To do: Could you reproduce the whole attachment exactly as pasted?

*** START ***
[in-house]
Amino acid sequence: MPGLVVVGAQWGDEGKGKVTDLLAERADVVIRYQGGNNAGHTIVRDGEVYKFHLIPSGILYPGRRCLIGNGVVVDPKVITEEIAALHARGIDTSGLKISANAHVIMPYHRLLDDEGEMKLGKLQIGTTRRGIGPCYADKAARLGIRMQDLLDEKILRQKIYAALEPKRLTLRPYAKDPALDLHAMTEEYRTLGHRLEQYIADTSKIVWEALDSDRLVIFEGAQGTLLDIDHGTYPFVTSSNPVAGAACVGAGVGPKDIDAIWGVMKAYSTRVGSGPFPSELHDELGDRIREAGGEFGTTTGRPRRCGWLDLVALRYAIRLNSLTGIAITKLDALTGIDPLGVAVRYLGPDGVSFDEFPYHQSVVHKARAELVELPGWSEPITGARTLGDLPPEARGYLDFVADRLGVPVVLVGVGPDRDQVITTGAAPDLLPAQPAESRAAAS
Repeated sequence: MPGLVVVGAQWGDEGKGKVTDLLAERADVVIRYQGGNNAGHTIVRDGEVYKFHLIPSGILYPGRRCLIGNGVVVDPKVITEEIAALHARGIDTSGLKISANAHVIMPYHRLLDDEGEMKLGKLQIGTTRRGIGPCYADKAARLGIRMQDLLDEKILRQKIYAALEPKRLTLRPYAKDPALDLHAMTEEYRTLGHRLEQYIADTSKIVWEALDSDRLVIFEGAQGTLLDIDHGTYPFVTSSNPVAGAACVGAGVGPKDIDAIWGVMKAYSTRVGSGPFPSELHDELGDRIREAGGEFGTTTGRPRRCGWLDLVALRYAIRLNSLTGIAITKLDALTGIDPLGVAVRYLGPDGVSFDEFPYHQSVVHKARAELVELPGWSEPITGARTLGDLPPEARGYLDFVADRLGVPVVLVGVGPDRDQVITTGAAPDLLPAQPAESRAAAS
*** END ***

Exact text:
[in-house]
Amino acid sequence: MPGLVVVGAQWGDEGKGKVTDLLAERADVVIRYQGGNNAGHTIVRDGEVYKFHLIPSGILYPGRRCLIGNGVVVDPKVITEEIAALHARGIDTSGLKISANAHVIMPYHRLLDDEGEMKLGKLQIGTTRRGIGPCYADKAARLGIRMQDLLDEKILRQKIYAALEPKRLTLRPYAKDPALDLHAMTEEYRTLGHRLEQYIADTSKIVWEALDSDRLVIFEGAQGTLLDIDHGTYPFVTSSNPVAGAACVGAGVGPKDIDAIWGVMKAYSTRVGSGPFPSELHDELGDRIREAGGEFGTTTGRPRRCGWLDLVALRYAIRLNSLTGIAITKLDALTGIDPLGVAVRYLGPDGVSFDEFPYHQSVVHKARAELVELPGWSEPITGARTLGDLPPEARGYLDFVADRLGVPVVLVGVGPDRDQVITTGAAPDLLPAQPAESRAAAS
Repeated sequence: MPGLVVVGAQWGDEGKGKVTDLLAERADVVIRYQGGNNAGHTIVRDGEVYKFHLIPSGILYPGRRCLIGNGVVVDPKVITEEIAALHARGIDTSGLKISANAHVIMPYHRLLDDEGEMKLGKLQIGTTRRGIGPCYADKAARLGIRMQDLLDEKILRQKIYAALEPKRLTLRPYAKDPALDLHAMTEEYRTLGHRLEQYIADTSKIVWEALDSDRLVIFEGAQGTLLDIDHGTYPFVTSSNPVAGAACVGAGVGPKDIDAIWGVMKAYSTRVGSGPFPSELHDELGDRIREAGGEFGTTTGRPRRCGWLDLVALRYAIRLNSLTGIAITKLDALTGIDPLGVAVRYLGPDGVSFDEFPYHQSVVHKARAELVELPGWSEPITGARTLGDLPPEARGYLDFVADRLGVPVVLVGVGPDRDQVITTGAAPDLLPAQPAESRAAAS